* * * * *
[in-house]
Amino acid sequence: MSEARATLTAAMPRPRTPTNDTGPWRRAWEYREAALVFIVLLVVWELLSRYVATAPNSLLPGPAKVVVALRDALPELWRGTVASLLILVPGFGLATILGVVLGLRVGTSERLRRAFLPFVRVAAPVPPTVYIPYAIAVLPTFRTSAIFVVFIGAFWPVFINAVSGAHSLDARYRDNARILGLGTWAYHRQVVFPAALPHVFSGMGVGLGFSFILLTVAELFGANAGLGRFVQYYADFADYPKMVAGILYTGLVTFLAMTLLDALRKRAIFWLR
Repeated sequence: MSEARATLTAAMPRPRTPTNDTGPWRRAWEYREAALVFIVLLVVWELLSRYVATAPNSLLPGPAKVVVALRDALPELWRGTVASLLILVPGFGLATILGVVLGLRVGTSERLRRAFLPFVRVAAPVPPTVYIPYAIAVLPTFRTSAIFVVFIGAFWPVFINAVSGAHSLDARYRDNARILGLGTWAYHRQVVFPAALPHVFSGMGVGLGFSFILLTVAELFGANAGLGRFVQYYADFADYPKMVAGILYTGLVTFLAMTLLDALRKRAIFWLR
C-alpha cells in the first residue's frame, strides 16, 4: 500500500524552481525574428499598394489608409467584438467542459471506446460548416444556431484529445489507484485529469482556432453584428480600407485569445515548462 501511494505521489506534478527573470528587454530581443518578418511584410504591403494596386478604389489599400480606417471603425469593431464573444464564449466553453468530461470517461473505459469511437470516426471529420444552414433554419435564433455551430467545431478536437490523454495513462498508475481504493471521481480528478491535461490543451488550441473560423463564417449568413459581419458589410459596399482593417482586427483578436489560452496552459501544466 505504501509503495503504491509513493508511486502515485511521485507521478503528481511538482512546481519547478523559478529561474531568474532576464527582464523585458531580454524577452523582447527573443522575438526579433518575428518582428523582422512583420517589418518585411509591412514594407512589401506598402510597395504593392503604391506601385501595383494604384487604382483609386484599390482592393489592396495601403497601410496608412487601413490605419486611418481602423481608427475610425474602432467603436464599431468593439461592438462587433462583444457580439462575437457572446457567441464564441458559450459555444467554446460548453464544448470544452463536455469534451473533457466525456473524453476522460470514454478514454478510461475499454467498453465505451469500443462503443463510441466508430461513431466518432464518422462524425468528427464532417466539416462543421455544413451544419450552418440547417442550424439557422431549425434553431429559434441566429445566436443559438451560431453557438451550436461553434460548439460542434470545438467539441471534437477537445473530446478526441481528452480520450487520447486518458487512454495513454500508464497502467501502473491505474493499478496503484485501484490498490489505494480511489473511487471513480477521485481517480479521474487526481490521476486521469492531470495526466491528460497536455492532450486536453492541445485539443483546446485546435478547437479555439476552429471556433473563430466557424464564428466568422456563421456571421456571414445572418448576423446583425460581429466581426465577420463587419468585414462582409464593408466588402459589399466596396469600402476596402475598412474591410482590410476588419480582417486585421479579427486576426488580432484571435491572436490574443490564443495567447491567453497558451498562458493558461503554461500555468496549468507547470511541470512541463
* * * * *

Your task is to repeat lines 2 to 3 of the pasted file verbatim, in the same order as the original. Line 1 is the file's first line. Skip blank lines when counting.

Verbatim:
Amino acid sequence: MSEARATLTAAMPRPRTPTNDTGPWRRAWEYREAALVFIVLLVVWELLSRYVATAPNSLLPGPAKVVVALRDALPELWRGTVASLLILVPGFGLATILGVVLGLRVGTSERLRRAFLPFVRVAAPVPPTVYIPYAIAVLPTFRTSAIFVVFIGAFWPVFINAVSGAHSLDARYRDNARILGLGTWAYHRQVVFPAALPHVFSGMGVGLGFSFILLTVAELFGANAGLGRFVQYYADFADYPKMVAGILYTGLVTFLAMTLLDALRKRAIFWLR
Repeated sequence: MSEARATLTAAMPRPRTPTNDTGPWRRAWEYREAALVFIVLLVVWELLSRYVATAPNSLLPGPAKVVVALRDALPELWRGTVASLLILVPGFGLATILGVVLGLRVGTSERLRRAFLPFVRVAAPVPPTVYIPYAIAVLPTFRTSAIFVVFIGAFWPVFINAVSGAHSLDARYRDNARILGLGTWAYHRQVVFPAALPHVFSGMGVGLGFSFILLTVAELFGANAGLGRFVQYYADFADYPKMVAGILYTGLVTFLAMTLLDALRKRAIFWLR